Wednesday, 8 May 2019

Heart failure deaths rising in U.S., especially among younger adults

More U.S. adults are dying from heart failure today than a decade ago, and the sharpest rise in mortality is happening among middle-aged and younger adults, a new study suggests.

Researchers examined data from the U.S. Centers for Disease Control and Prevention (CDC) on deaths from heart failure between 1999 and 2017 among adults 35 to 84 years old.

Between 1999 and 2012, annual heart failure death rates dropped from 78.7 per 100,000 people to 53.7 per 100,000, the researchers found. But then mortality rates started to climb, reaching 59.3 fatalities for every 100,000 people by the end of the study period.

About 5.7 million American adults have heart failure, according to the CDC, and about half of the people who develop this condition die within five years of diagnosis. Heart failure happens when the heart cannot pump enough blood and oxygen to supply vital organs.


43 measles cases in first 4 months of 2019, almost triple from last year

Image for illustration only

The Republic had 43 cases of measles in the first four months of this year, nearly three times more than during the same period last year, as a result of increased global outbreaks.

However, there was no “community outbreak” and the cases were “sporadic” or had “limited spread”, said Health Minister Gan Kim Yong in Parliament on Tuesday (May 7).

Of the 43 measles cases in the first four months of this year, 33 of the patients were not vaccinated.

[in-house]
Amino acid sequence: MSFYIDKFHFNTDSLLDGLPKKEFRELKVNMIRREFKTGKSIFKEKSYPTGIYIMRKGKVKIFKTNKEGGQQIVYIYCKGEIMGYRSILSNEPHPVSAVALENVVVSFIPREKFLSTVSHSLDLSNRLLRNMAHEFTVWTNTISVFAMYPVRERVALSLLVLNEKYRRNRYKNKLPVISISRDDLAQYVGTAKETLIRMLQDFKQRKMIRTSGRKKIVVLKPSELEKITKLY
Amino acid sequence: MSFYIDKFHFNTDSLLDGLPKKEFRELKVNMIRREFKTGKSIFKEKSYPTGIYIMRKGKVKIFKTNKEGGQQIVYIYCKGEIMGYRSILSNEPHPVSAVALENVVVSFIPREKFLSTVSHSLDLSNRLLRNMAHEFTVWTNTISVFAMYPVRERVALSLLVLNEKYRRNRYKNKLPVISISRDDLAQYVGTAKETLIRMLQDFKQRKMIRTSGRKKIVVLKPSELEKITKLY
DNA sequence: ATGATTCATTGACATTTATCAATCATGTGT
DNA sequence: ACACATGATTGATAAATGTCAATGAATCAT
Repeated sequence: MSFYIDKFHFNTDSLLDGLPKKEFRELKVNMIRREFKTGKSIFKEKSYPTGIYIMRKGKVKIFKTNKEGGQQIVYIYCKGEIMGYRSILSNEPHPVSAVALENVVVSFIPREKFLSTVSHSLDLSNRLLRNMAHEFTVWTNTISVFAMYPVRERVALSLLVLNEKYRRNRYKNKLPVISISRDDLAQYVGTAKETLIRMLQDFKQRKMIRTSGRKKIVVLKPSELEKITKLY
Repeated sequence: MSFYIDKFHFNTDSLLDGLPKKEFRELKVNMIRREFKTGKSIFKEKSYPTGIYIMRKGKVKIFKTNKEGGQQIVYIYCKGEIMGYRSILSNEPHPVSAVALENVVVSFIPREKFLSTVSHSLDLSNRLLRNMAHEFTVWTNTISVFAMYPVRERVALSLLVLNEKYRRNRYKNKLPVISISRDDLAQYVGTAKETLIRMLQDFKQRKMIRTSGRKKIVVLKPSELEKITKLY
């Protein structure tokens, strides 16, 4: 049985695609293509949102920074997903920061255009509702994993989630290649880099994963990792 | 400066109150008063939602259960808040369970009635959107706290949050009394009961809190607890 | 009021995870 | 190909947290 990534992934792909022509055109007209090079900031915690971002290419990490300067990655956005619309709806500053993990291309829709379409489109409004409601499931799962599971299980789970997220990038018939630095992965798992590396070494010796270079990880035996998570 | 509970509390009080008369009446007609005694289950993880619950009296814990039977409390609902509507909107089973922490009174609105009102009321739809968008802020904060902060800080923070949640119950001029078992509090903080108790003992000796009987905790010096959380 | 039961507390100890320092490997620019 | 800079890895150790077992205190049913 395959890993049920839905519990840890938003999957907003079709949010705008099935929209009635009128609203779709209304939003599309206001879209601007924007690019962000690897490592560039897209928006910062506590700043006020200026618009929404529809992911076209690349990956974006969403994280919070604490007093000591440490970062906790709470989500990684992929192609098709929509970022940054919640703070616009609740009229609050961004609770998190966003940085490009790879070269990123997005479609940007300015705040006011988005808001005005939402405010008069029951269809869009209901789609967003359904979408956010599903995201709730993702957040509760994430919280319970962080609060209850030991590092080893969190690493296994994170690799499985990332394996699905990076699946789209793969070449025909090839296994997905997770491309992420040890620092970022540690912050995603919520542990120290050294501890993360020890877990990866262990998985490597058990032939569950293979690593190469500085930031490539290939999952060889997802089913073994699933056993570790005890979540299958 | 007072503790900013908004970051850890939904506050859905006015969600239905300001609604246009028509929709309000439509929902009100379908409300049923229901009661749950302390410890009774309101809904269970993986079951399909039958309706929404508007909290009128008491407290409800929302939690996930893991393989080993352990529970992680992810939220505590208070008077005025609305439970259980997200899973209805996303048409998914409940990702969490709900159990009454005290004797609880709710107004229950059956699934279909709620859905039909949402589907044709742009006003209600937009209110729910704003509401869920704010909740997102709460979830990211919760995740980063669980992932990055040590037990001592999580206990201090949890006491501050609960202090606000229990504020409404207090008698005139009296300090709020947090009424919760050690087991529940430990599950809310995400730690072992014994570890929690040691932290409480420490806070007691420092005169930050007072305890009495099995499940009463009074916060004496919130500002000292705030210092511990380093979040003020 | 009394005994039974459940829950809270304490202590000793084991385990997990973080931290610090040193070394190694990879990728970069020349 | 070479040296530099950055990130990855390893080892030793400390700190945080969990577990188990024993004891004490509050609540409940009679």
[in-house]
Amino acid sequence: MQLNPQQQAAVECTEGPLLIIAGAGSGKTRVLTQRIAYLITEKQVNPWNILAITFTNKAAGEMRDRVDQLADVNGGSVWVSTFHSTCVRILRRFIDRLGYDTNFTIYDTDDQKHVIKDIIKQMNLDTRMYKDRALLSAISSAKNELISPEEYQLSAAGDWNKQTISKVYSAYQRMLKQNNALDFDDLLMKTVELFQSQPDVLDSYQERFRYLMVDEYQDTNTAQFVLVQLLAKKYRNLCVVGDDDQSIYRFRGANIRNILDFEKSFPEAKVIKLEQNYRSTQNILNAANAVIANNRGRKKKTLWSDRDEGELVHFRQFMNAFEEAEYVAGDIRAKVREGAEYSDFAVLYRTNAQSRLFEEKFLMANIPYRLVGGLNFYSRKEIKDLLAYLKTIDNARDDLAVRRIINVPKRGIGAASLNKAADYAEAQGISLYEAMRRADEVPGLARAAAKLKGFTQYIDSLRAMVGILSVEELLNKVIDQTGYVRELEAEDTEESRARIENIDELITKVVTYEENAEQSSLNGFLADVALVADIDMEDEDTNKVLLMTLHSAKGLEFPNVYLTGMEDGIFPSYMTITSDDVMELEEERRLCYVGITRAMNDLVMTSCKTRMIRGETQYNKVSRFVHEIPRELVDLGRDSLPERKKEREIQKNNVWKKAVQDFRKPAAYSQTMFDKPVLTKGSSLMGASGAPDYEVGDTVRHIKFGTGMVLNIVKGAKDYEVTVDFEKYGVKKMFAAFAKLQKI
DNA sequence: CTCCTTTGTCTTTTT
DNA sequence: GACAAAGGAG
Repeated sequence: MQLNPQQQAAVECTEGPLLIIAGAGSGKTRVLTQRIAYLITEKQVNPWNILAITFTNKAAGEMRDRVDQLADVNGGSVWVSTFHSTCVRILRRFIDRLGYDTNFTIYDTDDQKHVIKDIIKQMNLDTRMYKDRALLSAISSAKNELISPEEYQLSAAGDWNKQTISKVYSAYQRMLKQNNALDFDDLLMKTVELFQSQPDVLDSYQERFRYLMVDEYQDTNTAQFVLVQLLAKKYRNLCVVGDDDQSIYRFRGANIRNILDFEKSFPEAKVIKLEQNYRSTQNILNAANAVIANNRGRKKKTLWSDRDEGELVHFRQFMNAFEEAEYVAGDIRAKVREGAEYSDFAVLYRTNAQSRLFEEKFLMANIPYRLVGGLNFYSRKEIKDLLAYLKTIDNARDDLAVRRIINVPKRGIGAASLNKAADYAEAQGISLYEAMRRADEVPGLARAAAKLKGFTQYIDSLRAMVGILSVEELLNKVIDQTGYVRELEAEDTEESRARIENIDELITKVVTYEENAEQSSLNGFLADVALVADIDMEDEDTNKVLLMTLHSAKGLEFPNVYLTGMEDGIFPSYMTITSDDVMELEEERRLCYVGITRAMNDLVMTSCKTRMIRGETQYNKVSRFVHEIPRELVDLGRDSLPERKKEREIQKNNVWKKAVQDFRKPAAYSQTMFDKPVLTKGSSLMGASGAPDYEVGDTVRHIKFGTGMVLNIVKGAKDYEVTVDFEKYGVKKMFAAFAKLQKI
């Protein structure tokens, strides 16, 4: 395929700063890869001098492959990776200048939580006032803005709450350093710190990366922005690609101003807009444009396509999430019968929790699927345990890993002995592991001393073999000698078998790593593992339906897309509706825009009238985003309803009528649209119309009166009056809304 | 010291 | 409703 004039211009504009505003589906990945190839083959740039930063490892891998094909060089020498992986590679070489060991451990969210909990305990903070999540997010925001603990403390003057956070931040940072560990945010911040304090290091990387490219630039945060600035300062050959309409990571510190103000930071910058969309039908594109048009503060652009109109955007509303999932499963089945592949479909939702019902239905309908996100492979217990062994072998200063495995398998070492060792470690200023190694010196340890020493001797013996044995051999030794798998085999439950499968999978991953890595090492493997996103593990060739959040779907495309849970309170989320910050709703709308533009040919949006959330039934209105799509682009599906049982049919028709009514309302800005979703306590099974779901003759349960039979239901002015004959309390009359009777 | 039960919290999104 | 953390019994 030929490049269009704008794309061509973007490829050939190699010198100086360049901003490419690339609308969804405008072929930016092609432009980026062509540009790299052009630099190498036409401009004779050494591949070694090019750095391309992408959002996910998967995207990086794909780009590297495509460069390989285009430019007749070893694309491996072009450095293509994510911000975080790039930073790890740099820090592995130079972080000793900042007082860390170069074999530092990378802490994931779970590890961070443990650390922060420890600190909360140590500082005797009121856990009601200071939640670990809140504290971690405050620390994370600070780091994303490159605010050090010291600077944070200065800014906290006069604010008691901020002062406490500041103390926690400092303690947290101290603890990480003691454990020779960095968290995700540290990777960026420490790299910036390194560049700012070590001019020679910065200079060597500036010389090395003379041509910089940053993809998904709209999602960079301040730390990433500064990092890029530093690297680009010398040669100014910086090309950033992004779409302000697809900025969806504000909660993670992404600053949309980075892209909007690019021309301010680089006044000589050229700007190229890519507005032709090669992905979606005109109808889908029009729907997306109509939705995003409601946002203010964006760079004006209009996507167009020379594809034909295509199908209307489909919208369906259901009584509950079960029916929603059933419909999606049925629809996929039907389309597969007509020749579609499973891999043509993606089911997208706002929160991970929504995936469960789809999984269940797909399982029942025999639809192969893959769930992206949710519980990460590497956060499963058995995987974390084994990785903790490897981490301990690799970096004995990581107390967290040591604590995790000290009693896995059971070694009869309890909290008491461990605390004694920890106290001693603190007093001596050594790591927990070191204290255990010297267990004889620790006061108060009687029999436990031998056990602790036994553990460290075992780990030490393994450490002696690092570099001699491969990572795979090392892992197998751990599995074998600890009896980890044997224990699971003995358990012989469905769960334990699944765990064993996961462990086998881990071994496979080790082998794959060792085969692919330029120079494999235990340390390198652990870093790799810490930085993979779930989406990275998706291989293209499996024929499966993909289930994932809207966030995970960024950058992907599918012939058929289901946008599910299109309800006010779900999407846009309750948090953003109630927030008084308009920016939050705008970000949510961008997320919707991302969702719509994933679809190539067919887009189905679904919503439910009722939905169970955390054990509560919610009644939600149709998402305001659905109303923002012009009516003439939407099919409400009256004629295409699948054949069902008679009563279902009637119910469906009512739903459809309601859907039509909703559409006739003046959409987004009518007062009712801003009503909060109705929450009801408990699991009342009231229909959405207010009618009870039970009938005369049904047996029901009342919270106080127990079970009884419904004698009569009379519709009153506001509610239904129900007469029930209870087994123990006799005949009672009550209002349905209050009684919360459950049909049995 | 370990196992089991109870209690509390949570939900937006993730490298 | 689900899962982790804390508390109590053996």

And among the unvaccinated cases, nine were infants who were not yet due to receive their measles vaccination, while the rest were aged between one and 54 years old, added Mr Gan.


8 subtle signs of autism in babies

Did you know that children with autism often begin showing signs within the first few months of life? Would you be able to identify these “red flags”?

Here are eight autism symptoms:

1. Reflux
2. Feeding disorder
3. Absence of crawling (this is the most clear sign)
4. No interest at object or item
5. Regressive speech
6. Repetitive behaviors
7. Low muscle tone
8. Extreme sensitivity to noise (another clear sign)


High levels of sunscreen ingredients end up in the bloodstream: study

The active ingredients of commonly-used sunscreens end up in the bloodstream at much higher levels than current U.S. guidelines from health regulators and warrant further safety studies, according to a small study conducted by U.S. Food and Drug Administration researchers and published on Monday.

The over-the-counter products originally marketed to prevent sunburn with little regulation are widely used to block radiation from the sun that can cause skin cancer, the most common malignancy in the United States.

The study of 23 volunteers tested four sunscreens, including sprays, lotion and cream, applied to 75% of the body four times a day over four days, with blood tests to determine the maximum levels of certain chemicals absorbed into the bloodstream conducted over seven days.

The study found maximum plasma levels of the chemicals it tested for - avobenzone, oxybenzone, octocrylene and in one sunscreen ecamsule - to be well above the level of 0.5 nanograms per milliliter (ng/mL) at which FDA guidelines call for further safety testing.